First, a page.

Former CIA Officer Jason Hanson Reveals...

Spy Secrets That Can

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Keeping Your Home Automated Devices Secure

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One day, Arjun and Jessica S. noticed their Nest thermostat, normally set around 72 degrees, had been turned up to 90 degrees. They then heard a vulgar voice coming from the speaker of the security camera in their house.

At first, Arjun yelled back at the camera. But then, he composed himself and stared into the camera. The person on the other end asked, “Why are you looking at me? I see you watching me.”

Arjun told local media, “All these devices you’ve put in there to safeguard yourself, to protect your home, your family, are now being used maliciously to turn against you.”

The fact is, this type of scary spying has happened to Nest users across the country who have reported similar incidents in the past, but the Google-owned company has insisted that it was not hacked. Instead, Nest has said that affected customers should have done more to protect their devices.

Obviously, Americans are increasingly installing Smart home devices that connect to the Internet and can be controlled remotely via a smartphone app.

As I’ve said before, this has opened a new frontier for hackers with experts expecting the number of incidents to increase with the additional sales of devices like Google Home, Amazon Echo, thermostats, doorbells, and other household devices. By 2021, 25 billion connected devices are expected to be in use.

Companies are producing smart devices at an astounding rate because they are popular with consumers, but the security of these devices are taking a back seat to the benefits of a smart device.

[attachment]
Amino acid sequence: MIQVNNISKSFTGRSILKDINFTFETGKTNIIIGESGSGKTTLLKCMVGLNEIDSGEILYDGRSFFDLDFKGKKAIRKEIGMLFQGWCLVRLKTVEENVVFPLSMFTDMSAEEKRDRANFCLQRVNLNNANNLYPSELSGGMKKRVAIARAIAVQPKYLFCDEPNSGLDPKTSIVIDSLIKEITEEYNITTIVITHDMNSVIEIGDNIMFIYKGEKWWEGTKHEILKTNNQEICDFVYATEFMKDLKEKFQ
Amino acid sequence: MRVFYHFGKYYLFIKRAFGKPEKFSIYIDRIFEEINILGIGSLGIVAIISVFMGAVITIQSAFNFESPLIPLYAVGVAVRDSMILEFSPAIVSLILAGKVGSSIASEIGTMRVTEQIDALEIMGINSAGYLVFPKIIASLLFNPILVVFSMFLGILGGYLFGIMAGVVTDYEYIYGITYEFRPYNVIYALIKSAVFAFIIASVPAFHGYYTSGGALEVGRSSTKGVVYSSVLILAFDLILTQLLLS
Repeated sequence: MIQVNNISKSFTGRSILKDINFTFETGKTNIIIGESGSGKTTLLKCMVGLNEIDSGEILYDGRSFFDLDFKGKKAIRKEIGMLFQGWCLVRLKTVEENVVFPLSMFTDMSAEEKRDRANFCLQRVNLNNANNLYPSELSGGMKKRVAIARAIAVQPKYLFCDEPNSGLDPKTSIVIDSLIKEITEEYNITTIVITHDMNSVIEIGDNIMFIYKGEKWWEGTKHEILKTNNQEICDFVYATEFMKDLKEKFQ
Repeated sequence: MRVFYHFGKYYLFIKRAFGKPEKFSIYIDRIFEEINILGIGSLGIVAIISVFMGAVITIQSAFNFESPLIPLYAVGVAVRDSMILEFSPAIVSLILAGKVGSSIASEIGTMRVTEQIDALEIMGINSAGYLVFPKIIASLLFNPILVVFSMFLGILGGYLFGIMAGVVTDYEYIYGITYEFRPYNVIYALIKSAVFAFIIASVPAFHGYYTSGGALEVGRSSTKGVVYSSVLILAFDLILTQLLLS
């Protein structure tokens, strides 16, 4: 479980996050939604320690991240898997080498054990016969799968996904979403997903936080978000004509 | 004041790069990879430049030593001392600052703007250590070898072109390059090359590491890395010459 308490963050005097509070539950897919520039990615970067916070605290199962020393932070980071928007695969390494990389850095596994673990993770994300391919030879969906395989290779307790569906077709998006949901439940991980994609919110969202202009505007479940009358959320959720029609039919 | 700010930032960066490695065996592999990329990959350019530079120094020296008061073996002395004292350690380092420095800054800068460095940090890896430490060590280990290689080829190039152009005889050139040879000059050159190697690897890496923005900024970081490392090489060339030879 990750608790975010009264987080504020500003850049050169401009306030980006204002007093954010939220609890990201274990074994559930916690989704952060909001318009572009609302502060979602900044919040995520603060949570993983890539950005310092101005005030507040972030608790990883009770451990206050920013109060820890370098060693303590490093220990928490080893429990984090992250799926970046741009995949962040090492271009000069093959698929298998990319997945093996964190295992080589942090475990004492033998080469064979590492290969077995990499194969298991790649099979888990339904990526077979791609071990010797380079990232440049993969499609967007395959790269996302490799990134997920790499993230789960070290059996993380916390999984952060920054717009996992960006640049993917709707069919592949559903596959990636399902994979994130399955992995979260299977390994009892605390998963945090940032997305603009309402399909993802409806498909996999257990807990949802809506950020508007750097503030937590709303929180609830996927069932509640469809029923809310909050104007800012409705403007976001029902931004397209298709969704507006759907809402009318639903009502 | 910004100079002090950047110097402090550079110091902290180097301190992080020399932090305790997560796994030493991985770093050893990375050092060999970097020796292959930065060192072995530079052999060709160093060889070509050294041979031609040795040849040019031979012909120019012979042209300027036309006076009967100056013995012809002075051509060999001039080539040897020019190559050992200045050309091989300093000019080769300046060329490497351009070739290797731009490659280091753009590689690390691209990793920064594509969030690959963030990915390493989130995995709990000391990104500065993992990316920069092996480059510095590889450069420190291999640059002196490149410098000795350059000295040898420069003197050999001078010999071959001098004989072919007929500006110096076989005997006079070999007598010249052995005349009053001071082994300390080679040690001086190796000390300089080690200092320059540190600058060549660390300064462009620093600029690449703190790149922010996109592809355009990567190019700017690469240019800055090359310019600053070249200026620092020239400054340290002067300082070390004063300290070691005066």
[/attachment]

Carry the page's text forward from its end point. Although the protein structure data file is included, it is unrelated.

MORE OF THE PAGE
In other words, these products are made with convenience being a priority and they don’t want to create too many security steps that will make the device a hassle for consumers to operate.

This is why I want to remind you of some steps that can help keep your home automated devices secure, so you can avoid being spied on in your own home.

Change your router name. If you live in a typical suburban neighborhood, I encourage you to search for local Wi-Fi networks. When you see the list of nearby networks, I bet you will find one that is simply the name of the users router, such as “NETGEAR0400.”

This is a terrible mistake because hackers will easily know which model of router you are using and they can focus on the weak points of the specific router security.

Anytime you set up a new Wi-Fi router, immediately change the name to something that makes no sense, such as “WeAreFriends123.”

Check the logs on your device. Most smart home devices keep a log of who accesses the device and the exact date and time they do so. Basically, you should be able to login to the administrator section of the app that controls a device and you can check the logs to see who has accessed the device.

For instance, the logs could show that someone using Iphone7 accessed the camera or someone on a Mac Book Pro reviewed security camera footage.

If you see an unknown device, immediately unplug the smart device and do a factory reset including changing the log in ID and password.

Host smart devices on a secondary network. These days, most Wi-Fi routers allow you to set up multiple networks that operate on the same router.

The benefit of doing this would be that if your smart thermostat becomes compromised, your laptop, smartphone, or tablet shouldn’t be hacked because it’s using a different network.

The idea is to create multiple access points on your router so that you have multiple networks: one for your computer and mobile devices and another for your home automation system and smart home devices.

That way, if a hacker steals your network password from your phone or laptop, they still won’t be able to get into your home automation system.

As we all know, the sales of smart home devices is going to continue to skyrocket. Eventually, the companies who make these products will have to get tougher with the security measures they provide.

However, since these companies are only concerned about making money, it falls on the consumer to take the extra steps to keep their home secure.

In the case mentioned above, Nest claimed that the home was hacked because the victims used a compromised password.

In other words, the companies will always put the blame on the user so make sure you take your home automation security seriously.

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